Beyerdynamic Xelento ($1000): The Xelento is bassier and more V-shaped. It has greater sub-bass extension but also sounds a touch more bloated due to its slower decay and greater focus on the mid-bass. The Phantom is tighter and faster despite being almost as full, its notes are more concise. The Xelento has less lower and centre-midrange so its vocals are more recessed yet it maintains adequate clarity through a climb in the upper-mids. It has more vocal extension but also sounds a touch over-articulated by comparison due to its lower-treble emphasis and lower density. The Xelento has a warmer voicing as its bass is more outstanding as opposed to its vocals so its midrange. The Xelento has a more present lower-treble, however, it focusses more on a 5K peak as opposed to the 6K peak on the Phantom.
This produces a more organic treble instrument reconstruction, the Phantom having sharper attack and subjectively more detail presence, the Xelento having a smoother and more organic portrayal. The Xelento has more air with a more neutral middle-treble which grants it some more atmosphere. However, the Phantom offers more extension at the very top so it doesn’t sound especially closed-off in direct comparison. Both offer exceptionally wide soundstages, but the Phantom has an edge with regards to imaging where it delivers a more layered and precise presentation.
Sennheiser ie800S ($1000): The ie800S is slightly brighter earphone. It has slightly better sub-bass extension and a tight slam at the very bottom. Its mid and upper-bass aren’t as present so it isn’t as warm, but it does have a touch of mid-bass emphasis that grants it some musicality. Its low-end is controlled and defined, it isn’t quite as fast and detailed as the Phantom, however. The ie800S has a substantially thinner midrange. However, it has similar vocal presence on behalf of a centre midrange push. In addition, the ie800S has a lot clarity due to its greater tonal transparency and slightly cool tone.
It also implements a dip around 4KHz, a well-done one at that, which means it doesn’t sound over-articulated as the Xelento occasionally could, however, it does lack body compared to these earphones. With a prominent 6K spike, the ie800S has plenty of detail presence and delivers a very crisp foreground. The Phantom is tuned similarly but is enhanced to a lesser degree, it is actually slightly more detailed as instruments have more body and texture. The ie800S also has a brighter background with a more present middle-treble. As such, it is airier and more open sounding. That said, the Phantom extends further and delivers higher resolution overall. It has a larger soundstage in addition a more layered presentation though the ie800S also images quite well.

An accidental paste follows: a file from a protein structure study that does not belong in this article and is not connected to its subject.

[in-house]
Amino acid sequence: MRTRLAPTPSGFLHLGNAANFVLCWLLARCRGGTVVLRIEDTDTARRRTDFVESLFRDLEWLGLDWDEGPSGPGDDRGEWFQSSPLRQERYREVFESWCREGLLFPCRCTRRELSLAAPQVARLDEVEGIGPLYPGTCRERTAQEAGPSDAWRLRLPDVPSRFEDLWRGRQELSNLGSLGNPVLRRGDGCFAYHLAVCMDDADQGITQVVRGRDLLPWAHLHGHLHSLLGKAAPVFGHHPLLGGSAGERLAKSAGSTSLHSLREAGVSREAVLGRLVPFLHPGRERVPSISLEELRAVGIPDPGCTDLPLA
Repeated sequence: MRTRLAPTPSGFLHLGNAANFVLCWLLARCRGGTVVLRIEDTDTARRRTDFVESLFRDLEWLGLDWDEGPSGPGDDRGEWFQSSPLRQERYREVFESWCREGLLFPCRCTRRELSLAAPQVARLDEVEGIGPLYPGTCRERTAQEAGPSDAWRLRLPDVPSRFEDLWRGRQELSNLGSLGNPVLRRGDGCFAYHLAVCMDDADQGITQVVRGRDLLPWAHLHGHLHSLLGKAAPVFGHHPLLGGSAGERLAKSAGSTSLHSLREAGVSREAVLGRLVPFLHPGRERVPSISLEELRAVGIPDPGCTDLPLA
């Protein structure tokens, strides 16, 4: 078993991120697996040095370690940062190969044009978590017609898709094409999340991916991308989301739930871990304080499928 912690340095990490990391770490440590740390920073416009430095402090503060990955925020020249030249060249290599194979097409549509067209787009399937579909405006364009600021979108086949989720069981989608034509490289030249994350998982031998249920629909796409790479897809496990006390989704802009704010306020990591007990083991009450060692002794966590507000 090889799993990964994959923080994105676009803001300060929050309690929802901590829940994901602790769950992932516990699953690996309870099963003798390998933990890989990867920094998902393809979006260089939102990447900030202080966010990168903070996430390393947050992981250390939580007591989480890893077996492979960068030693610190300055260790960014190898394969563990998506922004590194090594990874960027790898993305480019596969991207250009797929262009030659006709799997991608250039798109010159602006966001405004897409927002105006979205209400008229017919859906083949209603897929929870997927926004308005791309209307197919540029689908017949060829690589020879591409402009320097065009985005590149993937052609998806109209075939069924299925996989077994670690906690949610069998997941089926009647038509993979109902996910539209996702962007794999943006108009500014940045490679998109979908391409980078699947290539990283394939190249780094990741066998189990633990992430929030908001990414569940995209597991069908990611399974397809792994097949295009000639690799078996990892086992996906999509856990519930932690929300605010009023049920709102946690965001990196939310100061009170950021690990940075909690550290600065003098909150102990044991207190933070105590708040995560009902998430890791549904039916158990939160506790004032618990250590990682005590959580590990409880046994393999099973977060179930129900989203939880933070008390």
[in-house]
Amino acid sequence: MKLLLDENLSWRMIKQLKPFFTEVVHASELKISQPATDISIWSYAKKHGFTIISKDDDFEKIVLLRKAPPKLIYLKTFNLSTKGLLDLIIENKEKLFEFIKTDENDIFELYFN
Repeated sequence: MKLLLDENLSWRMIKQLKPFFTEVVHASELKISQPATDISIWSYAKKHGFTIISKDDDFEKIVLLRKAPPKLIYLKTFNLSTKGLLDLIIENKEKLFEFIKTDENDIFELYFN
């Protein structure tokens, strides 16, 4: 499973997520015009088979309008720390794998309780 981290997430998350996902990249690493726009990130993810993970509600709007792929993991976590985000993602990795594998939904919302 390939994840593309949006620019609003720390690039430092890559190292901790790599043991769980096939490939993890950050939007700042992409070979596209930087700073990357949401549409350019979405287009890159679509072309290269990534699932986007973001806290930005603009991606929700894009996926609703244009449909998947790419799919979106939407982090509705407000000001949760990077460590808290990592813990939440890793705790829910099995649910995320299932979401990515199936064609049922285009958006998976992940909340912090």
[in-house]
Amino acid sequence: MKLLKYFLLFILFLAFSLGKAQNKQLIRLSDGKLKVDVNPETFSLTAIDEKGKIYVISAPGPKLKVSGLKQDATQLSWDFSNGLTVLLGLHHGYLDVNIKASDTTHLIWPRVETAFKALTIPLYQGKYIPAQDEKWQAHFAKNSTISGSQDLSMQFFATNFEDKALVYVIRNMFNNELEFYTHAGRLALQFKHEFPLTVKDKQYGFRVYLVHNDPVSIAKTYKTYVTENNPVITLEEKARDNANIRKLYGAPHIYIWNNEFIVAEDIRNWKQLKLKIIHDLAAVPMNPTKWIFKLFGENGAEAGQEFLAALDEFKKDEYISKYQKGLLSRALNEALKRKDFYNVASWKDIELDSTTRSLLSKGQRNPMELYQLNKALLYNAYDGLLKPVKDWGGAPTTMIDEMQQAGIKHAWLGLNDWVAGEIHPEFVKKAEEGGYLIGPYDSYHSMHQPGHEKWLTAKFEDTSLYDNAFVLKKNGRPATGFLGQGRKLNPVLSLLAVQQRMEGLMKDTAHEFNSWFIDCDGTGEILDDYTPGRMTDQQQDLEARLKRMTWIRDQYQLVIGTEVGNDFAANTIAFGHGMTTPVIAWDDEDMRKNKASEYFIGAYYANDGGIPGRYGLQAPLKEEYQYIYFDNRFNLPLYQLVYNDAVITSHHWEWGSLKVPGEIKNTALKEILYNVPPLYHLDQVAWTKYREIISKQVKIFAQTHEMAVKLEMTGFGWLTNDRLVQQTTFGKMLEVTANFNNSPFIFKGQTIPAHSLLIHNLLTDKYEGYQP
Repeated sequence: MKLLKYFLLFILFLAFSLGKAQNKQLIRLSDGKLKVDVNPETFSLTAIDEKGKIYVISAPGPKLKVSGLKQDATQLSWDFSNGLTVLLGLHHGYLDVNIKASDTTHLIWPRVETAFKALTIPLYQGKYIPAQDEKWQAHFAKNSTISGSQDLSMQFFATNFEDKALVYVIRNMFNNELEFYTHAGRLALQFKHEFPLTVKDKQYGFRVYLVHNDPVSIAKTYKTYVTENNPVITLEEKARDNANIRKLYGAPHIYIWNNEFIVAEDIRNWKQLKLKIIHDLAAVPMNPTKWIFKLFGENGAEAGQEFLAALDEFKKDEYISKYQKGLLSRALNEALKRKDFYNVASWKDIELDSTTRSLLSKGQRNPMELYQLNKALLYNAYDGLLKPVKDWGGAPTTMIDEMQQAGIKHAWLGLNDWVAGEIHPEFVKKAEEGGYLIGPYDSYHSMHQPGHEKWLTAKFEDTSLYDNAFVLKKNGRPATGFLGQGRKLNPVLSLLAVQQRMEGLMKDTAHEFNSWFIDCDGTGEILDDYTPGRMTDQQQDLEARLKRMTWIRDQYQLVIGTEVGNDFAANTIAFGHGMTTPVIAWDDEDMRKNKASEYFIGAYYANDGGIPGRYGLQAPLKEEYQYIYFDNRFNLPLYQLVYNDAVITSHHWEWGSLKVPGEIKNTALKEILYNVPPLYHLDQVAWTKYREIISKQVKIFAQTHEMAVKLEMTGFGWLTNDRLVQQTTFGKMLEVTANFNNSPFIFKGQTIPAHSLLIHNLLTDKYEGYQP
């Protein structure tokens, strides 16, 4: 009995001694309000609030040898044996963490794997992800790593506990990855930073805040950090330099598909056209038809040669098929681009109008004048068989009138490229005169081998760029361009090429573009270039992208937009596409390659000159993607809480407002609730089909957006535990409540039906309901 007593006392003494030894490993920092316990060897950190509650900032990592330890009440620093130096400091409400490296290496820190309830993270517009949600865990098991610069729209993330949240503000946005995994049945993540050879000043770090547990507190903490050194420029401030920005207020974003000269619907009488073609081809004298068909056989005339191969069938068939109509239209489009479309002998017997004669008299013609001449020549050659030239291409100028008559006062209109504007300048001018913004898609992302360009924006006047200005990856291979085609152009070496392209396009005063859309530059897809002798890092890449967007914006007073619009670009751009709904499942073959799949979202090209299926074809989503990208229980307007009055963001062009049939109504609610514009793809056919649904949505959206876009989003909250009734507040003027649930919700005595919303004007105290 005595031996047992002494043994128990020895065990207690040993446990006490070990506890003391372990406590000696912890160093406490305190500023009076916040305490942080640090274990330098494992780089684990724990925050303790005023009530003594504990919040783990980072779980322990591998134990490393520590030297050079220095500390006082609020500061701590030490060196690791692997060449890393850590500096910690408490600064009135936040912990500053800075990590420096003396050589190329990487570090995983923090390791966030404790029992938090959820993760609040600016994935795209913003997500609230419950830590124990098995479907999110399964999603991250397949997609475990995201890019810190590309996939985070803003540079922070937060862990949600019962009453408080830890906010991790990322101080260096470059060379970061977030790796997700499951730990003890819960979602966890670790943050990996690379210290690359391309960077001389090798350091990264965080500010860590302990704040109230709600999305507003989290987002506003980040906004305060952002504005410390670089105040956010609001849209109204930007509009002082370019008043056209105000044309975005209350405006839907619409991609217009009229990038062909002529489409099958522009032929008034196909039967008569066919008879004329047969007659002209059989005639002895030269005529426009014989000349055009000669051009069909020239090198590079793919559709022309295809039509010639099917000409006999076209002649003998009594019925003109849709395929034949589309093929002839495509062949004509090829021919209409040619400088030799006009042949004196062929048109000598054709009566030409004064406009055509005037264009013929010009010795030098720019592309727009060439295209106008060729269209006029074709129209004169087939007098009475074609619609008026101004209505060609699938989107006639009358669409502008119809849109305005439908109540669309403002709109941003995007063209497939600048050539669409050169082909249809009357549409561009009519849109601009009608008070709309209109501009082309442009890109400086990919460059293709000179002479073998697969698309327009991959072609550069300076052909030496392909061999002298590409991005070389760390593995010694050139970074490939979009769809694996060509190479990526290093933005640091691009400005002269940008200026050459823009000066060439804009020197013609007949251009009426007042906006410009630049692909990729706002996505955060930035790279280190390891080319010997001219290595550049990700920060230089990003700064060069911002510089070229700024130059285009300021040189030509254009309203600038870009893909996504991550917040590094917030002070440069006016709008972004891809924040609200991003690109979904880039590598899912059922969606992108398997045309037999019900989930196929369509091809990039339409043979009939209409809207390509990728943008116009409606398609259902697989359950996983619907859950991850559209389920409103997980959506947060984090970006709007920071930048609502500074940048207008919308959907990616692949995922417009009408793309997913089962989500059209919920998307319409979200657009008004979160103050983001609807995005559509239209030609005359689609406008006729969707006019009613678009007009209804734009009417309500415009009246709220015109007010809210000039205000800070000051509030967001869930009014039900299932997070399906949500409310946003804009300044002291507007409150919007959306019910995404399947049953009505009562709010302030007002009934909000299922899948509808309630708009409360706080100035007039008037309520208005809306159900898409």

Campfire Audio Andromeda ($1099): The Andro is brighter and slightly more tonally neutral, offering a more u-shaped signature overall. It has less sub-bass extension and power but has a lightly warm mid and upper-bass. The Phantom is the bassier earphone, it has slower decay but also sounds more dynamic and impactful, and it is just as detailed due to its high control. The Andro has a clearer midrange that benefits from greater transparency on behalf of the Andro’s leaner mid and upper-bass. The Andro has more of a vocal push and it is more linear into the upper-midrange where the Phantom has a small 4K dip for density. As such, the Andro sounds slightly thinned out but also has greater vocal clarity and similar presence overall. The Andro shares a 6K peak and it has greater emphasis than the Phantom.
This produces a noticeably crisper foreground with great attack and a slightly more aggressive detail presentation. The Phantom has more treble body and is a touch more detailed in the foreground, however, the Andro reveals more background detail due to its brighter tuning. This mostly stems from its more neutral middle-treble paired with a significantly more present upper-treble that gives it more sparkle and brings out the finer nuances. The Andro’s foreground sounds a touch tizzy as a result, however, its strong treble extension is more apparent than on the darker Phantom. Both earphones have excellent soundstages, the Andro has more depth and is more rounded while the Phantom has slightly more width. Both image well, the Andro being more holographic with sharper cues, the Phantom offering the more coherent and layered presentation.
Campfire Audio Solaris ($1500): The Solaris offers a brighter, more tonally neutral sound with a focus on vocals. It has greater sub-bass extension and very solid slam at the very bottom. The Solaris has notably less mid and upper-bass sounding cleaner in tone and less bass orientated in general. Its decay is just a touch slower and its texture is smoother, however, it is very controlled, just as detailed and more dynamic. The Solaris is vocal forward with great clarity and a neutral tone, however, it sounds thin by comparison to the lusher Phantom. In isolation, neither the Solaris nor Andromeda sound thin, though the Solaris lacks any warmth in its midrange where the Andro had more bass to fill in body. The Solaris rather implements a sharp 4Khz trough that grants it great smoothness and a similarly velvety presentation to the Phantom. It doesn’t sound over-articulated while maintaining top-notch vocal clarity while the Phantom benefits from greater linearity and a more realistic timbre.